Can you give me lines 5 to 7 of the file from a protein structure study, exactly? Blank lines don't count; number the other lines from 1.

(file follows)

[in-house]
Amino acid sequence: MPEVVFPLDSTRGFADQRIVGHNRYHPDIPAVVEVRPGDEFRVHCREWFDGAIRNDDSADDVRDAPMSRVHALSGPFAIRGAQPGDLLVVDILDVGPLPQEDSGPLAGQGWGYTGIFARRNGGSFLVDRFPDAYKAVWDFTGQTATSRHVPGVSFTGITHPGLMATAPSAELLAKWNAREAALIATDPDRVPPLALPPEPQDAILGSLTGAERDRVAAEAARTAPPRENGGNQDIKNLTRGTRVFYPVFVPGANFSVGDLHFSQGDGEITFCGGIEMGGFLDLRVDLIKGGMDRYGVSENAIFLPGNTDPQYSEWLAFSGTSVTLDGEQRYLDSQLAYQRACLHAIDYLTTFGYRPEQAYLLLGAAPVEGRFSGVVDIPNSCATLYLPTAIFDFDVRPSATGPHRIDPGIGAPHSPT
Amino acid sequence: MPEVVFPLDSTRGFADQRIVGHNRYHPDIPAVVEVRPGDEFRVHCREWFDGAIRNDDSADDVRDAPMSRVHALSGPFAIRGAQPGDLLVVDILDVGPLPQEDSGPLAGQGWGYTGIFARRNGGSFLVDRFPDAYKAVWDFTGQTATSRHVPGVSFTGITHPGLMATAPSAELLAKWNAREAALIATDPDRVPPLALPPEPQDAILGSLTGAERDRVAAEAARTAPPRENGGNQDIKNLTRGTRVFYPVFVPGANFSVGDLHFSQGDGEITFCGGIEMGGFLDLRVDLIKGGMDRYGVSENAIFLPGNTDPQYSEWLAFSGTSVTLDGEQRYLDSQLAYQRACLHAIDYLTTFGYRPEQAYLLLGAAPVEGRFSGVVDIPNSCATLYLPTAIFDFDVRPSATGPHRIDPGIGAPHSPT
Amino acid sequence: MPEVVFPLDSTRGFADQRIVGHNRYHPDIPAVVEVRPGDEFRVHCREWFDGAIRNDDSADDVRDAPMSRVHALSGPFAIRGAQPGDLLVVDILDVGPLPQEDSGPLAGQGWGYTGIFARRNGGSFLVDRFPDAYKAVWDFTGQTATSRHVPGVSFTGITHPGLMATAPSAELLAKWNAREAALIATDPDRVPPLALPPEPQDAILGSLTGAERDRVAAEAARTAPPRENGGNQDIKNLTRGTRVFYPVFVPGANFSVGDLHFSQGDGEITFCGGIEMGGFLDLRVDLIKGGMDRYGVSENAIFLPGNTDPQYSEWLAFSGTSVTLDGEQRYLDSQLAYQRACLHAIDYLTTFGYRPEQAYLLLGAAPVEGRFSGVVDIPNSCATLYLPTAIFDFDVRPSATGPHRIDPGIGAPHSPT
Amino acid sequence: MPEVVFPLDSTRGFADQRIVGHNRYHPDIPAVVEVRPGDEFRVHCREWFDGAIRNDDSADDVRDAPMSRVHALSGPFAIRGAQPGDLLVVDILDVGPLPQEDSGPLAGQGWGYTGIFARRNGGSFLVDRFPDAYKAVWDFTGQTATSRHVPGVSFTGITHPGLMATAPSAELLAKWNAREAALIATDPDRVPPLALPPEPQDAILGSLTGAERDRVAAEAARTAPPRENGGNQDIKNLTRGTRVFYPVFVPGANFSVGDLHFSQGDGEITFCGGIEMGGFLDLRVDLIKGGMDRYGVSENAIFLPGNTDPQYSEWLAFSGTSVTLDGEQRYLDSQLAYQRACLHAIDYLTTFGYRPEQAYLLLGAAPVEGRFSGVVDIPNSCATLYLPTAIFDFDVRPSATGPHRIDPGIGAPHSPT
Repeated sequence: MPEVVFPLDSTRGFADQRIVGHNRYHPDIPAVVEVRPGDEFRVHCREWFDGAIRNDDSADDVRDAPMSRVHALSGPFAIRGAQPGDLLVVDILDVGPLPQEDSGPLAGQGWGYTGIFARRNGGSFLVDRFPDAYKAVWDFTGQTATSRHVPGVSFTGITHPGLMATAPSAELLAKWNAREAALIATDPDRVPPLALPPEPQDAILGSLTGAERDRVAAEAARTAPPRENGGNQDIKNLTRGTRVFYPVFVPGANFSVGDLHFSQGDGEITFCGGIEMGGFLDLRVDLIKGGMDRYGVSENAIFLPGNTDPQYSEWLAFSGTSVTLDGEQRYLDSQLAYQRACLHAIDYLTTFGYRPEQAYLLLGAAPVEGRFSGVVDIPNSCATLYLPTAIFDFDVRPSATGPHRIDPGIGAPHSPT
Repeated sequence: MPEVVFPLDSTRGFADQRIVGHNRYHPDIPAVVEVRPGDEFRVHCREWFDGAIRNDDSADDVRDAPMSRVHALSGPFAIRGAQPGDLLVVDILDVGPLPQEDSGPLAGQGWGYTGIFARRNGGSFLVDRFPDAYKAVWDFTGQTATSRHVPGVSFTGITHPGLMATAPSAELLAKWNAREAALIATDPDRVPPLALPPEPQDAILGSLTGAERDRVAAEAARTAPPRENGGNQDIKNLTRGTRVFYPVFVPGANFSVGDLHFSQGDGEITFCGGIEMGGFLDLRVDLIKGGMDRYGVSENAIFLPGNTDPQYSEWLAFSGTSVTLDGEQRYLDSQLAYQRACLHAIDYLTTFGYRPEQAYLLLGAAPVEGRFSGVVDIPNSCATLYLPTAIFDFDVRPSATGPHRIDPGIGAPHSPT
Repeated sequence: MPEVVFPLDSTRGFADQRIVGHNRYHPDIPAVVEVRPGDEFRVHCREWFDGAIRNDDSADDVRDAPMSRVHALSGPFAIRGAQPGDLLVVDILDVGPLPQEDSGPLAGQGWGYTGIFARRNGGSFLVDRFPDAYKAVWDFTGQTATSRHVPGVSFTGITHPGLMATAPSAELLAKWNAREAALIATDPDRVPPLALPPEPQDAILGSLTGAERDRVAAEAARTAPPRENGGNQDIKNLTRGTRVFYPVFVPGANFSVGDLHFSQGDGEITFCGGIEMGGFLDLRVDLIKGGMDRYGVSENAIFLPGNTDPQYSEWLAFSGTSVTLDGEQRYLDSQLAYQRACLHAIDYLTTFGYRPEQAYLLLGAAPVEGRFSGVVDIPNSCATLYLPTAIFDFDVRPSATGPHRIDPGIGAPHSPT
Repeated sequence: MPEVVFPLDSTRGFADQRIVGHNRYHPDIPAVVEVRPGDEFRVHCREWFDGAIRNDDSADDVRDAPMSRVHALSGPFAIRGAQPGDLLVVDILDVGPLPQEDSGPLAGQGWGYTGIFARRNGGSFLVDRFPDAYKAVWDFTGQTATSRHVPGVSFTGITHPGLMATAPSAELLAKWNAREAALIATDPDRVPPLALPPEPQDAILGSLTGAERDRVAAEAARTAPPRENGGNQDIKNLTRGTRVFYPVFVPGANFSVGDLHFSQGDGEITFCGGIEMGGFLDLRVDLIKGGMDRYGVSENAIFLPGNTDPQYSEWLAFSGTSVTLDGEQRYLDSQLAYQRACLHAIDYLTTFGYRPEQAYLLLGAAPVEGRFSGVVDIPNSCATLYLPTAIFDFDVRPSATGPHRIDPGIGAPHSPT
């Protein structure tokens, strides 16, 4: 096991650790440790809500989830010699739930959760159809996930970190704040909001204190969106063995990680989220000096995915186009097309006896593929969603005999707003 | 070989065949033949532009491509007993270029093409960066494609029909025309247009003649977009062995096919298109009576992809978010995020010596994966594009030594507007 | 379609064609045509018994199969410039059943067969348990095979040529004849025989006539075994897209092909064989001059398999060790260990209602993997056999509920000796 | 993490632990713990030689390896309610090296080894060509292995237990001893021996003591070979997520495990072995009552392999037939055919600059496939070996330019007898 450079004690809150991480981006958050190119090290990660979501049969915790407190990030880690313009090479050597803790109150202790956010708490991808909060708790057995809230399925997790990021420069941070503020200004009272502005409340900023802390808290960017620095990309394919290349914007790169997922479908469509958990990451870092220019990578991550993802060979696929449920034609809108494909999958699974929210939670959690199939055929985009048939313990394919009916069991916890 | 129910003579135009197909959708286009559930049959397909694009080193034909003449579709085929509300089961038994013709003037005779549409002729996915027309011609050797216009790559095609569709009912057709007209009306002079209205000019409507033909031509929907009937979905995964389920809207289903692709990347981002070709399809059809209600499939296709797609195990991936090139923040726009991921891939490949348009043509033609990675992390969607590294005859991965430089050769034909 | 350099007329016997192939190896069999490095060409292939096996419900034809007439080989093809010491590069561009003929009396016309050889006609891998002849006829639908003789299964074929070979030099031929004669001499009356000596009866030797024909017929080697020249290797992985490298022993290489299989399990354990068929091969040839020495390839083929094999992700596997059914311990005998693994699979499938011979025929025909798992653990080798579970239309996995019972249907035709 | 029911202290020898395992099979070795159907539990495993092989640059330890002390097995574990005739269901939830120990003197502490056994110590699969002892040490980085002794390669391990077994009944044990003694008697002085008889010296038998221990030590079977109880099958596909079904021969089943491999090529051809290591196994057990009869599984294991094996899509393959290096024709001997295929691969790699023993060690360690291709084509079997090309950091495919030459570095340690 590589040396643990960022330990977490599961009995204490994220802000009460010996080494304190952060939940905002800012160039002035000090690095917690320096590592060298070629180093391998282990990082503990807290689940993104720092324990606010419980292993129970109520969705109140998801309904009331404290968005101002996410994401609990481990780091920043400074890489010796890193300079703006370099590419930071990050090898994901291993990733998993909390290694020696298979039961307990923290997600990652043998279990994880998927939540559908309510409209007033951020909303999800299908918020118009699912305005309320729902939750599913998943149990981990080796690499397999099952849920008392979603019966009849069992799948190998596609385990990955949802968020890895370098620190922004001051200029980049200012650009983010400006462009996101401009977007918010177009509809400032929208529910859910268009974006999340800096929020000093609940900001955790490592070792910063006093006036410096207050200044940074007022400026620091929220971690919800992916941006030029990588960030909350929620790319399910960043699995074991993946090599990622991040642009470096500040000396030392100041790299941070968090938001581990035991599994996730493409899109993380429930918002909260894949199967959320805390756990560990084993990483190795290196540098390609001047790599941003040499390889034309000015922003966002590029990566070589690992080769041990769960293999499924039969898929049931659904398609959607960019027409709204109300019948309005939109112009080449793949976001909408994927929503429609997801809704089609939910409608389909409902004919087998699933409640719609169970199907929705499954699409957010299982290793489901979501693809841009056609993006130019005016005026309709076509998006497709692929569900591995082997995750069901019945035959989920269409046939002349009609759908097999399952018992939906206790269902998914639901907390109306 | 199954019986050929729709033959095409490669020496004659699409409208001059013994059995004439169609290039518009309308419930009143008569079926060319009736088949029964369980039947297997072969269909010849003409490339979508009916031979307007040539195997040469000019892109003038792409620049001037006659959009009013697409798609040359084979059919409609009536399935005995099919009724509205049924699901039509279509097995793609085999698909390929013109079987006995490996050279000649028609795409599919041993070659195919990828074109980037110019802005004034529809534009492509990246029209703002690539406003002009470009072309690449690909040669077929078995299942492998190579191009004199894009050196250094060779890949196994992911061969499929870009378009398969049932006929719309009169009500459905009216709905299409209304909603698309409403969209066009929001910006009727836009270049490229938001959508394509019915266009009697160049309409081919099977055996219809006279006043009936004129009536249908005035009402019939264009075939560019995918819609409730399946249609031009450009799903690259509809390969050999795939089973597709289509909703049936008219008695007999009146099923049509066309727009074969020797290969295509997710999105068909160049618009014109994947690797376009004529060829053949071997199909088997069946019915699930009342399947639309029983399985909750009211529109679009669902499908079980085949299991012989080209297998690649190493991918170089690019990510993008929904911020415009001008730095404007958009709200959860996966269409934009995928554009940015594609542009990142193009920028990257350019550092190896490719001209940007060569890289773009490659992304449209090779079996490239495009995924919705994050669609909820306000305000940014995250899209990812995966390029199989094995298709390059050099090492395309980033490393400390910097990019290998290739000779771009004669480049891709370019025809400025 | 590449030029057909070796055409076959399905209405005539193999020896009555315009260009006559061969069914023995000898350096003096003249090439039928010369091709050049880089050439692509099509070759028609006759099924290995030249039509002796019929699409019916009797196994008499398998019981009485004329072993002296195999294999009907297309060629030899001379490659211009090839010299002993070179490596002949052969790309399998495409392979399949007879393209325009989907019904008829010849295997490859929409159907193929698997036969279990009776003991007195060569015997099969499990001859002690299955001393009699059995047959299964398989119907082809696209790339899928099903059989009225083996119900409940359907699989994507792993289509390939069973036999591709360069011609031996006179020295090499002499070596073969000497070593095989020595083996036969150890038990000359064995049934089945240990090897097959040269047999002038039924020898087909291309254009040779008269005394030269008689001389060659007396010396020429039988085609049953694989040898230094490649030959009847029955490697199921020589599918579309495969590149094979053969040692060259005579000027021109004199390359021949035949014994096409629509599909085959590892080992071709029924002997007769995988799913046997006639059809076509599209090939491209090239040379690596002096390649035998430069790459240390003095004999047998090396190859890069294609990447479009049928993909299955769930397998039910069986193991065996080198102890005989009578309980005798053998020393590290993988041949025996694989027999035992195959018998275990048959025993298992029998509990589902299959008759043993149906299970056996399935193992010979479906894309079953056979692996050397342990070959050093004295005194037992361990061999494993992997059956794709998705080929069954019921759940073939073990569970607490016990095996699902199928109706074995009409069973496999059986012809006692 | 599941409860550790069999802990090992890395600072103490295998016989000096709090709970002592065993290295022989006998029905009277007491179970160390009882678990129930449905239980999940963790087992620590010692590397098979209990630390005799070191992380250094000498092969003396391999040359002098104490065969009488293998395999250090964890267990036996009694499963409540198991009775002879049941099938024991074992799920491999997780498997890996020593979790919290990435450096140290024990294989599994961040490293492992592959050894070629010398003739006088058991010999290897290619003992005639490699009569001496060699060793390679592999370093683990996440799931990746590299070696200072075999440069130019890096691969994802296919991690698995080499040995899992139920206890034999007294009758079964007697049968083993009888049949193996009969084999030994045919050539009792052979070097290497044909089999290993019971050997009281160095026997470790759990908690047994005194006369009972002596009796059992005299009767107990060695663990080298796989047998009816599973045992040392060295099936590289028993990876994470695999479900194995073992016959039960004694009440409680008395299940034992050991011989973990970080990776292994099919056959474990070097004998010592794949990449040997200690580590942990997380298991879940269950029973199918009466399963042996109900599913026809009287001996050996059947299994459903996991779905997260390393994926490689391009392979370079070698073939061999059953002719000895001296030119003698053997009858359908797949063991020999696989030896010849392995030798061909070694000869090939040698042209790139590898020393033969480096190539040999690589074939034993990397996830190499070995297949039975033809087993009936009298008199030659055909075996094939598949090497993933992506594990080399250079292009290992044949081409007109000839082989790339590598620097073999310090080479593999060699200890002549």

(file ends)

Amino acid sequence: MPEVVFPLDSTRGFADQRIVGHNRYHPDIPAVVEVRPGDEFRVHCREWFDGAIRNDDSADDVRDAPMSRVHALSGPFAIRGAQPGDLLVVDILDVGPLPQEDSGPLAGQGWGYTGIFARRNGGSFLVDRFPDAYKAVWDFTGQTATSRHVPGVSFTGITHPGLMATAPSAELLAKWNAREAALIATDPDRVPPLALPPEPQDAILGSLTGAERDRVAAEAARTAPPRENGGNQDIKNLTRGTRVFYPVFVPGANFSVGDLHFSQGDGEITFCGGIEMGGFLDLRVDLIKGGMDRYGVSENAIFLPGNTDPQYSEWLAFSGTSVTLDGEQRYLDSQLAYQRACLHAIDYLTTFGYRPEQAYLLLGAAPVEGRFSGVVDIPNSCATLYLPTAIFDFDVRPSATGPHRIDPGIGAPHSPT
Repeated sequence: MPEVVFPLDSTRGFADQRIVGHNRYHPDIPAVVEVRPGDEFRVHCREWFDGAIRNDDSADDVRDAPMSRVHALSGPFAIRGAQPGDLLVVDILDVGPLPQEDSGPLAGQGWGYTGIFARRNGGSFLVDRFPDAYKAVWDFTGQTATSRHVPGVSFTGITHPGLMATAPSAELLAKWNAREAALIATDPDRVPPLALPPEPQDAILGSLTGAERDRVAAEAARTAPPRENGGNQDIKNLTRGTRVFYPVFVPGANFSVGDLHFSQGDGEITFCGGIEMGGFLDLRVDLIKGGMDRYGVSENAIFLPGNTDPQYSEWLAFSGTSVTLDGEQRYLDSQLAYQRACLHAIDYLTTFGYRPEQAYLLLGAAPVEGRFSGVVDIPNSCATLYLPTAIFDFDVRPSATGPHRIDPGIGAPHSPT
Repeated sequence: MPEVVFPLDSTRGFADQRIVGHNRYHPDIPAVVEVRPGDEFRVHCREWFDGAIRNDDSADDVRDAPMSRVHALSGPFAIRGAQPGDLLVVDILDVGPLPQEDSGPLAGQGWGYTGIFARRNGGSFLVDRFPDAYKAVWDFTGQTATSRHVPGVSFTGITHPGLMATAPSAELLAKWNAREAALIATDPDRVPPLALPPEPQDAILGSLTGAERDRVAAEAARTAPPRENGGNQDIKNLTRGTRVFYPVFVPGANFSVGDLHFSQGDGEITFCGGIEMGGFLDLRVDLIKGGMDRYGVSENAIFLPGNTDPQYSEWLAFSGTSVTLDGEQRYLDSQLAYQRACLHAIDYLTTFGYRPEQAYLLLGAAPVEGRFSGVVDIPNSCATLYLPTAIFDFDVRPSATGPHRIDPGIGAPHSPT